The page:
Romanian Agricultural Land for Sale

The purchase of land is one of those areas which have caused heated debates in Romania. It is also an area where many lawyers- both Romanian lawyers and foreign law firms, have become involved. Over the last twenty years the purchasing of land as distinct from property has become easier for individuals and companies but there are still pitfalls for the unwary. These pitfalls may not prevent the sale but may delay it.

A condition of Romania’s admission to the European Union was that she would allow foreigners (non-Romanian citizens and companies) to buy Romanian farmland. Romania, like many new entrants, negotiated a period of time before this was implemented. The period agreed was seven years, so that from 1st January 2014 EU citizens and companies have been allowed to own land.

Romania is very protective of its agricultural industry and was naturally concerned that the agricultural land would not be purchased by foreign companies as investments and left fallow. This was a fear which does not seem to have materialized, and the Romanian Government has taken limited steps to protect the position.

To this end the Government passed in March 2014 Law no. 17/2014. This was a law which gave to certain people a right of pre-emption in relation to the purchase of agricultural land which was extravilan.

Under Romanian planning law, land is designated as either intravilan or extravilan. Intravilan is land which is shown on the local plan as being within a town for planning purposes. Only land which is designated as intravilan can be developed commercially for housing, industrial sites etc. and provided it is not designated as agricultural land. Extravilan is land which is shown on the town plan as not being within the town.

Under Law 17/2014 on the sale of agricultural land which is extravilan, the seller has to give a right of pre-emption as provided for in the law. The rights of pre-emption are given in the following order: co-owners, tenant farmers (arendasi), owners of neighbouring land and the Romanian State, through the Domains of the State Agency.

Having signed a sale/purchase agreement for the land, the seller must record/register, the contract with the local town hall with an application requesting the display of his sale offer for the Land, in order that the persons who have pre-emption rights are aware of the proposed sale. The application must be recorded/registered together with the attached offer and other documents mentioned in the Norms.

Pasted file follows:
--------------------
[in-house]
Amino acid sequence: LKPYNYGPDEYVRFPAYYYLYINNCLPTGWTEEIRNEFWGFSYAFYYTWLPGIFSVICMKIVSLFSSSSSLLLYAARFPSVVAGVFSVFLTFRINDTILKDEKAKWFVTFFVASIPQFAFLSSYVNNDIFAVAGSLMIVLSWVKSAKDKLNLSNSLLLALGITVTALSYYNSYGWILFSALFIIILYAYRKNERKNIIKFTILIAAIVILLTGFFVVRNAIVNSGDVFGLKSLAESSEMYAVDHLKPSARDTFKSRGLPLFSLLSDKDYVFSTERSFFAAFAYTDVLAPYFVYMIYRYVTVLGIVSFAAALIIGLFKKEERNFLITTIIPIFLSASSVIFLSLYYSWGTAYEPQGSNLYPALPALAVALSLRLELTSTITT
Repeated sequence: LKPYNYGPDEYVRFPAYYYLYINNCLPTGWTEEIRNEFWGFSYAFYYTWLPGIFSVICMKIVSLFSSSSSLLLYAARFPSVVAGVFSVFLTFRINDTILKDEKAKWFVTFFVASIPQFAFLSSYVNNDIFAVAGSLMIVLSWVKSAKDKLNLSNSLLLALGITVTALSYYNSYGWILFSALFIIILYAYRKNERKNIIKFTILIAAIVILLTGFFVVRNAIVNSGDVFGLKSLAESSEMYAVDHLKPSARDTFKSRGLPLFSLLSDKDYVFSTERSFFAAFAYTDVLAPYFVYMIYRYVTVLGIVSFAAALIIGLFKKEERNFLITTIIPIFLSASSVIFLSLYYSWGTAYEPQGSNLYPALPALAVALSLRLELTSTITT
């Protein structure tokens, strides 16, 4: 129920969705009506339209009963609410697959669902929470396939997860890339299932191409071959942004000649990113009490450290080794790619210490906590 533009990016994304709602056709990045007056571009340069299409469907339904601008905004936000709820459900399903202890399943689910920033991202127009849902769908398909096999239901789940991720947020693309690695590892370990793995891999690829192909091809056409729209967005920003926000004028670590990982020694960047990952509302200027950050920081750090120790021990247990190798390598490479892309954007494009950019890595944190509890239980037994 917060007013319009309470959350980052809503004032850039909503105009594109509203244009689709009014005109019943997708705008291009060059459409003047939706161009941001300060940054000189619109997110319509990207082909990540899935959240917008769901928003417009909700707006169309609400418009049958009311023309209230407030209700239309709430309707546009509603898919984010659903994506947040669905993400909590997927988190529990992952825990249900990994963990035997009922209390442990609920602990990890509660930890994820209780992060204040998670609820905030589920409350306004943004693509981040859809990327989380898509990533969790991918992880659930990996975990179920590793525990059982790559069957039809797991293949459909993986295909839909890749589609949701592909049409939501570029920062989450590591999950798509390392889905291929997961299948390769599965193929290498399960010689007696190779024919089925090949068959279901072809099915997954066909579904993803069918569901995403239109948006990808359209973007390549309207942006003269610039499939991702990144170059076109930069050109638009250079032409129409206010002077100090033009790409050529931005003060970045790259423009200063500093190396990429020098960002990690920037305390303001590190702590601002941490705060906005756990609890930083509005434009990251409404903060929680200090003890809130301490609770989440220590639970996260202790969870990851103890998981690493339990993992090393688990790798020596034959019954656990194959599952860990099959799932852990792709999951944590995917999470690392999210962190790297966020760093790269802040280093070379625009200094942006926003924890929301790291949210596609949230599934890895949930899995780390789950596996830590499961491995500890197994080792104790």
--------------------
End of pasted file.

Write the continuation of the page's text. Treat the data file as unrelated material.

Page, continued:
Within one working day after the recording of the application the town hall must display for thirty days the sale offer at its office and, if applicable, on its internet page. In addition, within three working days starting from the date of the recording of the application, the town hall must send to the central office of the Agriculture and Rural Development Ministry, as well as to the local territorial office ,a file containing the list of the persons who have pre-emption rights, a copy of the display application, the sale offer and the other documents attached to the seller’s application.

Within three working days from receiving and recording the file in the central and regional offices, they must display on their internet sites the sale offer for fifteen (15) days.

The persons entitled to the pre-emption rights must, within the thirty days period, indicate in writing their intention to purchase to the seller and to register it with the relevant town hall. If no one registers their right to purchase the land then then their pre-emption right is lost. If nobody has given notice of their intention to purchase then at the expiry of the notice period the original seller can proceed with the sale of the farmland.

Since the beginning of the year there have been a number of transactions in the agricultural field which have taken place subject to Law 17/2014. Will the law be effective in ensuring agricultural land is not sold to foreign speculators, that is not clear. Perhaps more importantly will those people who have pre-emption rights be able to exercise them? That is more problematical. The Romanian State will in all probability not be able to exercise its rights as it does not have the money, as to third parties we will have to wait and see.

:: The source: Romania Law Blog

Nicholas Hammond
Guest writer. Senior Partner of BWSP Hammond Bogaru & Associate

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